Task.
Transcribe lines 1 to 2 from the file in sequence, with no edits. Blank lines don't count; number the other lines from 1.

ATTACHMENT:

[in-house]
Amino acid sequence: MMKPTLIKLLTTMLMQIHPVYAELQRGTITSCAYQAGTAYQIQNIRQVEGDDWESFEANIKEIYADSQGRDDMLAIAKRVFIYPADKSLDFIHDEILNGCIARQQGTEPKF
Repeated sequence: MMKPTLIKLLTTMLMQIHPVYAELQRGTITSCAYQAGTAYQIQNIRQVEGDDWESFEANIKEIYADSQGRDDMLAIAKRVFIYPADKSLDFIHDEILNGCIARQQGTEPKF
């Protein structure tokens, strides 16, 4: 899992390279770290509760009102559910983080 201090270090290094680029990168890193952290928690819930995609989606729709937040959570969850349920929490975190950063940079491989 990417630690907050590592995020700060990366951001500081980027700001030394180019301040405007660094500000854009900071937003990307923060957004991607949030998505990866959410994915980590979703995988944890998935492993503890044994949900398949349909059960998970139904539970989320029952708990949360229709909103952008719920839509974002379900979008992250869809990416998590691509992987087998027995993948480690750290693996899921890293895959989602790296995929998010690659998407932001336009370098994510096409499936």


[in-house]
Amino acid sequence: MMKPTLIKLLTTMLMQIHPVYAELQRGTITSCAYQAGTAYQIQNIRQVEGDDWESFEANIKEIYADSQGRDDMLAIAKRVFIYPADKSLDFIHDEILNGCIARQQGTEPKF